New candidate JEP: 369: Migrate to GitHub
erik.helin at oracle.com
Fri Nov 15 11:56:53 UTC 2019
On 11/14/19 10:04 PM, Per Bothner wrote:
> On 11/13/19 10:31 AM, Andrew John Hughes wrote:
>> Each developer has a fork of the actual repo as it stands now; this is
>> the very nature of using a distributed version control system (DVCS).
>> What differs with the pull request model is that fork is made public
>> rather than patches being generated from it and posted. The advantage of
>> that is that other developers can check out the published repository
>> rather than attempting to recreate it by applying the patch to their own
> The straight-forward way to "check out the published repository"
> requires a lot of duplicated (wasted) bandwidth and disk space, for
> every time
> you want to test a patch. Probably there is tooling that can mitigate
Anytime I clone a git repository I use the `--reference-if-able` flag
 if I already have a local clone of the repository. For example:
$ time git clone https://git.openjdk.java.net/jdk
Cloning into 'jdk'...
warning: redirecting to https://github.com/openjdk/jdk/
remote: Enumerating objects: 338, done.
remote: Counting objects: 100% (338/338), done.
remote: Compressing objects: 100% (162/162), done.
remote: Total 997493 (delta 98), reused 219 (delta 79), pack-reused
Receiving objects: 100% (997493/997493), 354.40 MiB | 24.43 MiB/s,
Resolving deltas: 100% (744950/744950), done.
Updating files: 100% (67977/67977), done.
$ time git clone --reference-if-able jdk \
Cloning into 'loom'...
warning: redirecting to https://github.com/openjdk/loom/
remote: Enumerating objects: 4975, done.
remote: Counting objects: 100% (4975/4975), done.
remote: Compressing objects: 100% (237/237), done.
remote: Total 12878 (delta 4717), reused 4885 (delta 4695),
Receiving objects: 100% (12878/12878), 5.83 MiB | 9.15 MiB/s, done.
Resolving deltas: 100% (10097/10097), completed with 1019 local objects.
Updating files: 100% (68114/68114), done.
In the example above the first clone of the jdk repository took 38.987
seconds. The second clone of the loom repository took only 12.520
seconds because git could reuse almost all the repository data from my
*local* jdk clone for the loom clone.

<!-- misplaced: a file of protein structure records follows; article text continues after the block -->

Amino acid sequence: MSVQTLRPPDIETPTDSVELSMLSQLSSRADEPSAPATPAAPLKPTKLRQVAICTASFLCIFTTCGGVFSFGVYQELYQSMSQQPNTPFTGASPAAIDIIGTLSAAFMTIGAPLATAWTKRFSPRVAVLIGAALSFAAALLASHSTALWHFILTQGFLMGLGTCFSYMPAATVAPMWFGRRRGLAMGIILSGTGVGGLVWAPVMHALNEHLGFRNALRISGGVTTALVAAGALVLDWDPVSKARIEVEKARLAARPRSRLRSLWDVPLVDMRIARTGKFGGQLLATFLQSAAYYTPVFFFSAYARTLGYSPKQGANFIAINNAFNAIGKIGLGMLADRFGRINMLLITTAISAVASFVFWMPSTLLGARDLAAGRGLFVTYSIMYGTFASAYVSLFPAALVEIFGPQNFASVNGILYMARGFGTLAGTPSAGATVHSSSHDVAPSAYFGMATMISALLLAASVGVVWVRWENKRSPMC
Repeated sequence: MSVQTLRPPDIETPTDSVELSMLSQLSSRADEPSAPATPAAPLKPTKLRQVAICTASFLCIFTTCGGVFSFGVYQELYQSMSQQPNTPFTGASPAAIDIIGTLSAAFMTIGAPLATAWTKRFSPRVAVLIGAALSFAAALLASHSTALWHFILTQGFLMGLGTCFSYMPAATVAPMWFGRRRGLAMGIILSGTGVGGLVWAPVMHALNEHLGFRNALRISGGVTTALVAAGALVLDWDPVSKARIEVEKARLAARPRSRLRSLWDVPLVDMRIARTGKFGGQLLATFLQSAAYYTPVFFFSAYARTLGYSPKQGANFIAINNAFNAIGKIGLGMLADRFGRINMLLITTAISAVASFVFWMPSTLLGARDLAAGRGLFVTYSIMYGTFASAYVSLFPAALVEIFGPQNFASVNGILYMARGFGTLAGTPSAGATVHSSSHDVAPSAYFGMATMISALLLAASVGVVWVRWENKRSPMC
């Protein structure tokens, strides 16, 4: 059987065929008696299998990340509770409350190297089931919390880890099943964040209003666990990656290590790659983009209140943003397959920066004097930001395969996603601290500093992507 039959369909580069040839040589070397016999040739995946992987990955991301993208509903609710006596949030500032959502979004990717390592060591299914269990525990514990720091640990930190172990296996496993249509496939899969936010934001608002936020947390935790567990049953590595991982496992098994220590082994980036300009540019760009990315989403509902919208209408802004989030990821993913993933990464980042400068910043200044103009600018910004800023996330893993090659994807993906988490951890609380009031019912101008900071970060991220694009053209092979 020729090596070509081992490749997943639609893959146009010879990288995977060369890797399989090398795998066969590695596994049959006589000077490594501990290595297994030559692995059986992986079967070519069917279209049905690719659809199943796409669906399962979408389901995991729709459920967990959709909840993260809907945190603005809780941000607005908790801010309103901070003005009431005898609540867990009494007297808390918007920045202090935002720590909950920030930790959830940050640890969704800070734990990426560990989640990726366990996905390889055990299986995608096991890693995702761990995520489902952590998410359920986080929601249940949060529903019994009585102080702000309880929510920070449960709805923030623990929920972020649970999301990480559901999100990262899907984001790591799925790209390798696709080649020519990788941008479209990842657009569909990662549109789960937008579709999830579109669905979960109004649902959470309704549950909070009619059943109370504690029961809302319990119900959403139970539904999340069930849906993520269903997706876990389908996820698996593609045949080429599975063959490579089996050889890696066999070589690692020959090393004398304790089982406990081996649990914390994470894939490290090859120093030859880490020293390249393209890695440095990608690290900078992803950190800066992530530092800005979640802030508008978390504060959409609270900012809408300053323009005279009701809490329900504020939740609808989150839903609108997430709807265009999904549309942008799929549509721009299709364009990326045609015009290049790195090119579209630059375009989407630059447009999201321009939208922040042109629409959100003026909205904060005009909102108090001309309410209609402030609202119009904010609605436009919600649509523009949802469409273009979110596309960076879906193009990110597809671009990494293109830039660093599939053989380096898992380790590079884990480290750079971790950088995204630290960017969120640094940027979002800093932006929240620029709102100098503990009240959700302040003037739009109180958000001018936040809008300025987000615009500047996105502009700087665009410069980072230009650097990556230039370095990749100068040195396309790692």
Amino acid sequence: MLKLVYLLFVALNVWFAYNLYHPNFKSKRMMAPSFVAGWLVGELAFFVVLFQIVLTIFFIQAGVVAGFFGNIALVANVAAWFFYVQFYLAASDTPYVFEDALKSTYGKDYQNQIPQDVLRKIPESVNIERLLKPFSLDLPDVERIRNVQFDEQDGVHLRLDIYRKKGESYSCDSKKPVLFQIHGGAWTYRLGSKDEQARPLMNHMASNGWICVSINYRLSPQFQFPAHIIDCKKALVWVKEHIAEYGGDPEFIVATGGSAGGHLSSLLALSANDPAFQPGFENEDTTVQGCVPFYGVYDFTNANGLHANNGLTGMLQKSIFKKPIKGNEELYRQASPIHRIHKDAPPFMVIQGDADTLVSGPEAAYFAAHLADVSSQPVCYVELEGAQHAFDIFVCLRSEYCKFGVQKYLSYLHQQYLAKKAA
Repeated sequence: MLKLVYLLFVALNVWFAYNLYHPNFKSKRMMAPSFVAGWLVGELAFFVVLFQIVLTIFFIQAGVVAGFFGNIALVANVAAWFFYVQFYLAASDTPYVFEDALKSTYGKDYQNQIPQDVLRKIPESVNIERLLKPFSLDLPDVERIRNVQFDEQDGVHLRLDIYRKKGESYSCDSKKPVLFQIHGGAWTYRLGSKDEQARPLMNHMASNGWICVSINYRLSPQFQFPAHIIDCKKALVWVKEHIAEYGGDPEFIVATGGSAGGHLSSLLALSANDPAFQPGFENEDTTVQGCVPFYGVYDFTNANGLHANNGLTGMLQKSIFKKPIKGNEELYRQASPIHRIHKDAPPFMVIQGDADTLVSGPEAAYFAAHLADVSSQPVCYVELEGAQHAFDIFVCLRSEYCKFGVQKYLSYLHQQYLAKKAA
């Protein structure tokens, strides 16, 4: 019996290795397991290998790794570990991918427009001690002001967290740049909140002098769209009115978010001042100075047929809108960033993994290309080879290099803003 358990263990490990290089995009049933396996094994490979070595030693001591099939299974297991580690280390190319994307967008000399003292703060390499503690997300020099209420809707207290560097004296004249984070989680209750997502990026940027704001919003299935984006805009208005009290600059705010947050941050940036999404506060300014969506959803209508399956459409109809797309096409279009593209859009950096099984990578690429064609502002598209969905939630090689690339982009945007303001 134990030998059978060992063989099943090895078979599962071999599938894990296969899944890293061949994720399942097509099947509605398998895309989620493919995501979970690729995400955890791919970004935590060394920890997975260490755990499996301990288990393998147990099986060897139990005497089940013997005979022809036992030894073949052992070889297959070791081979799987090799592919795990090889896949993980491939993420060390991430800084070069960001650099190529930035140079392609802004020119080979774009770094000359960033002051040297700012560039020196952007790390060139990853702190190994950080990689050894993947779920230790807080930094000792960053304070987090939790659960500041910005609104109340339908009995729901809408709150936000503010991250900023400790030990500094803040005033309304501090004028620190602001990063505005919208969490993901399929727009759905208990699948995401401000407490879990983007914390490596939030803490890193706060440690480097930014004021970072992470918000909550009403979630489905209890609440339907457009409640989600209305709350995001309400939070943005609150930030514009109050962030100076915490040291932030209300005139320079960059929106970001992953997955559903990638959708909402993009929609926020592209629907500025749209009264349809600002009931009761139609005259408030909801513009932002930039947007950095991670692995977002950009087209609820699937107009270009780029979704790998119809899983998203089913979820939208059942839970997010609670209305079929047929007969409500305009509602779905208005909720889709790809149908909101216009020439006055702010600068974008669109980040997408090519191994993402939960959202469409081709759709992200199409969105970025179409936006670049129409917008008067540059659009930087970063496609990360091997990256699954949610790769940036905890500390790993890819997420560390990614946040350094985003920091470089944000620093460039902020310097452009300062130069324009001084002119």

> A related annoyance with the pull-request model is that every contributor
> needs to have public fork on GitHub, and create a fresh branch for each
> That seems a bit of a hassle compared to older ways of working.
> "The JEP proposes to support multiple workflows" - but do they all require
> a contributor to explicitly create a branch in a personal fork on GitHub?
> If not, how do they avoid that?
While you can create a pull request from the "master" branch of your
personal fork, it is not recommended due to issues that can arise when
you later want to sync the changes from the upstream repository's
"master" branch to your personal fork's "master" branch. Hence the
recommendation that contributors create a branch in their personal fork
for the work they want to contribute. This might perhaps sound harder
than it actually is in practice. With the Skara tooling  installed I
$ cd /path/to/local/clone/of/personal/fork
$ git switch --create bugfix # create new branch
$ vim # do the actual work
$ git commit -m 'Fixed a bug' # create commit
$ git publish # publish branch on GitHub
There are of course many other tools one can use instead of the git
command-line interface, I just personally have a very CLI heavy workflow.
Taking a little step back here my observation has been that almost all
frequent OpenJDK contributors use some tooling to handle concurrent
work, for example
- Mercurial branches
- Mercurial bookmarks
- Mercurial topics
- Mercurial anonymous heads
- Mercurial patch queues (MQ)
- A fresh local clone for every change
Given that it often takes a couple of days to from the initial "RFR"
email to pushing the finished commit all frequent contributors need
_some_ way to model concurrent work (or else they would be stalled while
waiting for reviewers' feedback). All of the above techniques have
different pros and cons but I don't think git branches incur more
overhead compared to the above listed techniques.
> One idea: a separate repository openjdk-prs that would be a clone of and
> track the main openjdk. In addition, automated tools that process a
> patch would create
> an automatic branch with the change, and the automatically-generated
> pull request
> uses that branch. They branch can be automatically deleted when the PR
> is closed.
> (Anyway - just a crazy idea. I'm no longer an OpenJDK contributor,
> though who
> knows what might happen in the future.)
Crazy ideas are always welcome :)
What you propose is certainly doable and is in fact in spirit somewhat
similar to the jdk/sandbox repository . We just haven't gotten around
to set up a sandbox repository on GitHub, but that is certainly planned.
OpenJDK Committers  would then be able to push to a branch in the
sandbox repository and subsequently create a pull request from that
branch. My guess is that most contributors would prefer to have a
personal fork (which is similar to having a personal sandbox), but we
can certainly set up a shared sandbox repository for those that would
We already have plenty of tooling to support forwarding commits between
repositories, for example we continuously and automatically merge the
jdk repository's "master" branch into the mobile repository's "master"
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